It became a "necessity " of sorts for him to profit from the boom, as he wanted to collect a goodly sum to buy his wife's share of their West Side apartment. Greed and desire got the better of him and so he hung on when the world around him was collapsing.
He was aware of all that too. He knew what was happening. He knew how to extricate himself. Still he kept making mistakes, kept up the hope for the turnaround that never came.
Denby is well read, of course. He reflects on Aristotle, Veblen, the Greenspan logic, and economic theory, He asks good questions, fundamental ones. He learned from the experience. We all did.
He is cognizant of the danger of dismissing bad news, how easy it is to become blind to evidence contrary to your own views, or ignore the tell-tale signs of corporate malfeasance.
And so the bubble burst. It was amusing to recall those days, those heady days that come, if you are lucky, once in your lifetime.
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Format: Hardcover
This is not just a book about finance, though at first glance it would be easy enough to mistake it for one. The clever cover design resembles a stock ticker, and if you dip into the opening pages, you will learn that this story begins with author and critic David Denby's goal of making a million dollars. Denby wasn't seeking wealth merely for the sake of wealth; at the beginning of 2000, his wife had told him their marriage was at an end. Denby became obsessed with the idea of holding onto the seven-bedroom Manhattan apartment he had shared with her and their two sons. If only he could ride the seemingly steadily rising tide of the stock market and make that million, he could buy out her share and preserve their home.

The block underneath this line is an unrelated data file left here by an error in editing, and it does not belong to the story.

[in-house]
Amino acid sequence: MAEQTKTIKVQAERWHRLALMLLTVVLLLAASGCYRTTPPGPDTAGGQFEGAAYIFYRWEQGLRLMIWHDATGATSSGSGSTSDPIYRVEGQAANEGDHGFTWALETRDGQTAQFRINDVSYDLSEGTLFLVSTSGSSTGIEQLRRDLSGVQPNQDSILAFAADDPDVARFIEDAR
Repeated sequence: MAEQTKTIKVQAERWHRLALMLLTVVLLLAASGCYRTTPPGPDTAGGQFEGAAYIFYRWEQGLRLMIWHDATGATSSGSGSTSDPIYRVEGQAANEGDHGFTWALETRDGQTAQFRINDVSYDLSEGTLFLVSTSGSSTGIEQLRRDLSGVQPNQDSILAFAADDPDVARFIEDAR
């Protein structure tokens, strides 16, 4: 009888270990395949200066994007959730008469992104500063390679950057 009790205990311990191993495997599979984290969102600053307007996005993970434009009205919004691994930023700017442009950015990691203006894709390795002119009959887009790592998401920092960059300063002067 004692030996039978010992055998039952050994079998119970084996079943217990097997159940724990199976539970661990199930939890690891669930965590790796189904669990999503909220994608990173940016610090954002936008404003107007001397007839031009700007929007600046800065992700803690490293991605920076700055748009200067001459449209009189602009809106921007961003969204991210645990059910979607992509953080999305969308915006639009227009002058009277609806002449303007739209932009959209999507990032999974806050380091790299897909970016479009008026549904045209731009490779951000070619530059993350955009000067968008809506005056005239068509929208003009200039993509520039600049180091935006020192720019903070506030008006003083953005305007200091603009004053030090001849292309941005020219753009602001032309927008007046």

Denby is a long-time film critic (New York magazine, The New Yorker) and author of "Great Books," a passionate account of his return to college in middle age to rediscover the seminal works of western civilization. Although ostensibly about his financial quest, the reader slowly discovers this book is really about his quest to rebuild and maintain a meaningful life. He comes under the spell of New Economy stars who would fall mightily within a couple of years, including ImClone founder Sam Waksal and Merrill Lynch Internet analyst Henry Blodget. Denby adopted a course he knew was risky (though how risky, he didn't realize) by focusing on new technologies such as ImClone's cancer drugs and the firms producing the tools that would usher in the true Information Superhighway, with the entire contents of the Library of Congress transmitted to the other side of the globe at light speed.